Resurrection Life: Fruitful – Abide in Me
Sermon by Pastor Jennifer Davis Sensenig
“Abiding in God’s Love”
Scripture: John 15:1-8; I John 4:7-21
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Abiding in God’s Love
Jennifer Davis Sensenig CMC 4-29-18
John 15:1-8 and I John 4:7-21
Dwelling in the Word
To a culture of impatience and fear, the divine voice speaks to us of abiding, love, fruitfulness. These are not terms for quick fixes or easy answers. These are slow words, deep words. We can hardly utter these words by ourselves. Abiding, love, fruitfulness: these are communal words that have sustained us as people of God. The scripture we heard from the Gospel of John and the passage from First John that I’ll share in a moment are scriptures for pondering. We dwell with words like these. They don’t get old. Actually they do get old. These are very old scriptures. Thousands of years old. The Gospel of John and the First epistle of John were probably written by different people, but they are deeply related in terms of their theology and their community of origin. As much as we know about these scriptures, we as the church are still learning what they mean. To understand, to know the scriptures–indeed to understand or know God–is to live in the knowledge and love of God, always.
Images of Abiding
What does abiding in God’s love look like? Well, it looks like eight people from our congregation participating in a Racial Equity Institute training event for the past two days. All eight of us white and facing the systems of white privilege and advantage that have been generated and perpetuated for our benefit, for the benefit of white people, for generations, since before the founding of this country. Facing these truths and the strategy of oppression against people of color, especially black people, not turning away from this unhappy history was for me an act of abiding in God’s love. If any of what we learned is to become fruitful in our lives it will require abiding, remaining with these truths which are discomforting to say the least. But God’s Spirit isn’t a spirit who simply soothes distress.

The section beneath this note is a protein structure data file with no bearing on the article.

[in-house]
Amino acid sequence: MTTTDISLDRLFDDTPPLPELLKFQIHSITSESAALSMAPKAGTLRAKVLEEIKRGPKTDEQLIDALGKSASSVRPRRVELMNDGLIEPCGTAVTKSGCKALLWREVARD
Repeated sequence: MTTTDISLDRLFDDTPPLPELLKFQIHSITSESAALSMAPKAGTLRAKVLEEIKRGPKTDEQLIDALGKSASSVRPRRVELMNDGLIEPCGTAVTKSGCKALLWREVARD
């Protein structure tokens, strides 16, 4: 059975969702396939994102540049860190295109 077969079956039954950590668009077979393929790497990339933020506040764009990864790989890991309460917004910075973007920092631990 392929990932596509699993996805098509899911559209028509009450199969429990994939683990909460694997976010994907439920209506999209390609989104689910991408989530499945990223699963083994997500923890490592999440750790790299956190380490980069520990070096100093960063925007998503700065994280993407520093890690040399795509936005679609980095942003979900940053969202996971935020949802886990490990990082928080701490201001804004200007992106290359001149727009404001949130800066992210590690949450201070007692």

What does abiding in God’s love look like? Well, it looks like the life of C. Norman Kraus whom we memorialized yesterday with music, and memories and the message of resurrection. According to Norman’s testimony, abiding in God’s love looks like shedding our tendency toward coercion and fear in order to pursue truth and love as the church of Christ. For Norman it meant abiding and remaining with the church–from activism during the Civil Rights era, to mission work in Japan, to college teaching, to advocating for inclusion of LGBT Christians. Norman held deep conviction about Jesus Christ our Lord with an open and welcoming embrace of people who had widely differing convictions and life commitments.
What does abiding in God’s love look like? Well, it looks like the 5 CMCers who visited with a couple of us pastors about their work in medical professions last week. The conditions of their field often require long hours, irregular hours, increasing documentation and an increase in the sheer numbers of patients served. Yet they abide–caring for each person with love, dignity, and their best skills. Investing in the next generations of people who will serve in healing work like theirs. Vi Miller was an example being celebrated that day for 35 years of abiding with patients at Sentara RMH.
What does abiding in God’s love look like? Well, today, it looks like sending the Murch family with our prayers and blessings as they serve in Puerto Rico. We expect that they will be fruitful and rebuild some buildings and help relief workers stay organized. But their fruitfulness, their service, their active response to need is the result of abiding–the slow ordinary work of being a family that prioritizes being together, working together, being part of the church, hanging in there day in and day out, week in and week out, year in and year out.